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CSKT wrapping up initial work on response plan to find missing tribal members

Missing and Murdered Indigenous Persons
Posted at 3:51 PM, Dec 11, 2020
and last updated 2020-12-11 17:51:43-05

PABLO — The Confederated Salish and Kootenai Tribes (CSKT) are wrapping up a series of meetings forming the basis of a new action plan tackling the issue of missing tribal members.

Leaders are expressing optimism that the new Tribal Community Response Plan (TCRP) will be an important tool for not only finding those who've vanished but also preventing other disappearances.

The US Department of Justice announced last week that the Tribe would be the first in the country to develop the plans to tackle the tragedy of Missing and Murdered Indigenous Persons.

DOJ helped facilitate those meetings over the past couple of days, helping the tribe to establish reporting and response protocols in conjunction with other local law enforcement, state and federal agencies here in Western Montana.

But tribal leaders tell MTN News the TCRP will also be extremely valuable when tracking the missing outside the state, customizing the federal guidelines to match CSKT's jurisdiction and culture.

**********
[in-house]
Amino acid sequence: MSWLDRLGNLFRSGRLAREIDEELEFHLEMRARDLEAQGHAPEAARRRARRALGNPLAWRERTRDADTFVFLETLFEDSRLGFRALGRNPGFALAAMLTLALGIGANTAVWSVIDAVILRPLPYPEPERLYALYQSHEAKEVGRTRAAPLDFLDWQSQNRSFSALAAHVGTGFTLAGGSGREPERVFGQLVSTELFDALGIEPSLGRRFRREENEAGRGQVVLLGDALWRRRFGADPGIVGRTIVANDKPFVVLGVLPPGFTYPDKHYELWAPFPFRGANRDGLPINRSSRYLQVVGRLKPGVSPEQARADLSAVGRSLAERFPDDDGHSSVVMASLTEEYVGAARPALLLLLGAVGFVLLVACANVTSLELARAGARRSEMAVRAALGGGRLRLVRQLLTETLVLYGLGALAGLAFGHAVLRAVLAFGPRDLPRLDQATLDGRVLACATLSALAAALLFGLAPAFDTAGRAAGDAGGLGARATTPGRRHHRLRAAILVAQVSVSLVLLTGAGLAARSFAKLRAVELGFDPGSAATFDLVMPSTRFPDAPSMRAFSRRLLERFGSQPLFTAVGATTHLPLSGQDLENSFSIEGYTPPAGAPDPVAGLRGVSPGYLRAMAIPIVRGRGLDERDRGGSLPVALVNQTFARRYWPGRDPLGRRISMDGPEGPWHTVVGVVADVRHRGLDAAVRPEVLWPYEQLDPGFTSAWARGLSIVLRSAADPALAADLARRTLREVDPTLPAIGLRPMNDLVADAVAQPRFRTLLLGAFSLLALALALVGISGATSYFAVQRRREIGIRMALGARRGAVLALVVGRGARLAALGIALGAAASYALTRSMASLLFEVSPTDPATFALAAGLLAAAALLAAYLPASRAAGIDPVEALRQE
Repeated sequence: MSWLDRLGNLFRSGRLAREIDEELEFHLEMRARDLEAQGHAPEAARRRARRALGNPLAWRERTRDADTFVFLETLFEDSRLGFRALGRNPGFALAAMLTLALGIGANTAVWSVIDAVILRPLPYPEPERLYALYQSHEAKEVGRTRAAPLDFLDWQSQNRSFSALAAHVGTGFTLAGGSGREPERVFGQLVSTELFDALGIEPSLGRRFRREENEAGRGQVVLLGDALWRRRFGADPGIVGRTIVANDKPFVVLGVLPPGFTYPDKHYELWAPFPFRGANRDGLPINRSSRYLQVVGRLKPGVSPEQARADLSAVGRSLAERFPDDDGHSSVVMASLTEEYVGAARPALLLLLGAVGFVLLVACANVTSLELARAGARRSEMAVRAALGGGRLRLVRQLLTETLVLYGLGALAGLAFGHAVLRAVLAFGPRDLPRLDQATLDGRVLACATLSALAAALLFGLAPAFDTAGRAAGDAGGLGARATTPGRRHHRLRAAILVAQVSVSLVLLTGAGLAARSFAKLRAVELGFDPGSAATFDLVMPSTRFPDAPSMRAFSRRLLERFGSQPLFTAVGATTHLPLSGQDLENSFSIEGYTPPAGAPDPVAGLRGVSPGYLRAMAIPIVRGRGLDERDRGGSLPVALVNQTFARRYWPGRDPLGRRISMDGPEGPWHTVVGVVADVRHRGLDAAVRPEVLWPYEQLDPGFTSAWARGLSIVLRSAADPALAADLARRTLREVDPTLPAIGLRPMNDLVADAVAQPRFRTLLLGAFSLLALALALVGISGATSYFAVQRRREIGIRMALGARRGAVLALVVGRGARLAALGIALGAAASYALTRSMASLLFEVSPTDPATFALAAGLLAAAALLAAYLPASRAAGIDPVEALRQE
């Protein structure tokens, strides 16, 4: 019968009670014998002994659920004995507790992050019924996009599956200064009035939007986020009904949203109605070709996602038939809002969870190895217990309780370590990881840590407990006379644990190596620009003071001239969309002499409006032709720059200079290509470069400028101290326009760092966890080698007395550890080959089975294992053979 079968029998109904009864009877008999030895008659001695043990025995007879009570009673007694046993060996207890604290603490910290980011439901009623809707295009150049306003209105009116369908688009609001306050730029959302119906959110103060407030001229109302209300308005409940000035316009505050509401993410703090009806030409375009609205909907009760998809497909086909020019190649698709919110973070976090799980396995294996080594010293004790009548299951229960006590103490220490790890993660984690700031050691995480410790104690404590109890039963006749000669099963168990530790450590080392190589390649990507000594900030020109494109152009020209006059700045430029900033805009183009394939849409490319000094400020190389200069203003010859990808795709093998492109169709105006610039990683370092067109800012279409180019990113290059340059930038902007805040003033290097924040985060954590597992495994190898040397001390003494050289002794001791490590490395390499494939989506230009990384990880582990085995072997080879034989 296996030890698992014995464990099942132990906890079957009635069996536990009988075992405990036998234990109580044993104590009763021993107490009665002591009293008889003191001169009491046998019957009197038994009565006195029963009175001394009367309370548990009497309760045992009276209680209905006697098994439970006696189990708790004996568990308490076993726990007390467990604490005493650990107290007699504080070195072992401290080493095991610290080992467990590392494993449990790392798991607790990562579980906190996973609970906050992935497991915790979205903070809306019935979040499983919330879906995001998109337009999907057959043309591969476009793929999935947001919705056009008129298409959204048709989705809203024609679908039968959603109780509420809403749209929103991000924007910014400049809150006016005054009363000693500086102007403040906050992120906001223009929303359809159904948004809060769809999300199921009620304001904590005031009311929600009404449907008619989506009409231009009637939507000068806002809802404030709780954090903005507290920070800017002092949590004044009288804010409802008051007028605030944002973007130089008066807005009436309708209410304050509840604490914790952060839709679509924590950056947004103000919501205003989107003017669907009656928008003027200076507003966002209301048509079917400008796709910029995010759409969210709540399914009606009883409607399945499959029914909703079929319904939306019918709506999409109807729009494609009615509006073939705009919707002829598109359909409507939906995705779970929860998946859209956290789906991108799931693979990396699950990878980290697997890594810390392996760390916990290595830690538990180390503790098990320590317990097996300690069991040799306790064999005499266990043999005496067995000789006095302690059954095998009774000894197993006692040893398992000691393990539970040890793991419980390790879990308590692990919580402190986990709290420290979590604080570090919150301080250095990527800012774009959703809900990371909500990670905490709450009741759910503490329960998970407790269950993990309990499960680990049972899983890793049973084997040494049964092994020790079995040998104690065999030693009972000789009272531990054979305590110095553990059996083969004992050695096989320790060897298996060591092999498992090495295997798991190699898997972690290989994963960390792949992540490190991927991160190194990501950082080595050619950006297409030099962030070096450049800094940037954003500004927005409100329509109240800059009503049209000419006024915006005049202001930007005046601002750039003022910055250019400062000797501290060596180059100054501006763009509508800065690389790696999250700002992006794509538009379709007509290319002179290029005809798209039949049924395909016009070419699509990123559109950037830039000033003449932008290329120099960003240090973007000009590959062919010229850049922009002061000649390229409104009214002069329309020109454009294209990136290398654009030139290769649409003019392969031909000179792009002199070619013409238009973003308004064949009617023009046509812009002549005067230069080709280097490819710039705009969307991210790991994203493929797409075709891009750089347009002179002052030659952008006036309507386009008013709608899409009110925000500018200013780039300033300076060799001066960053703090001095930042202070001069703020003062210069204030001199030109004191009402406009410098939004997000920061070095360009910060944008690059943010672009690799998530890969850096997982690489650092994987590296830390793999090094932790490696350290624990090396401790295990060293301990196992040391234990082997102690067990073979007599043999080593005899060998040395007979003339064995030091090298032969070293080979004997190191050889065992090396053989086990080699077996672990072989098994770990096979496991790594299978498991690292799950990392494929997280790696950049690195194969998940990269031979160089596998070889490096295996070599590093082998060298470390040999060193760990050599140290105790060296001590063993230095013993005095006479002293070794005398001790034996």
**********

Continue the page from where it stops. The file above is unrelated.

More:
“We have cases that go down into Arizona. We have cases that have been in North Dakota, Spokane, WA, Seattle, WA. They go all over and sometimes there's a tribal agency,” Flathead Tribal Police Chief Craige Couture said.

“When you call some of these other agencies, they don't always listen to you,” he continued. “I think this is an opportunity here to be able to be taken seriously when we make those original phone calls.”

“The beauty of the guides is there just simply that in each tribe can Personalize them based on their culture and their resources,” CSKT Tribal Chairwoman Shelly Fyant told MTN News.

DOJ plans to eventually work with all of Montana's tribes on their own response plans.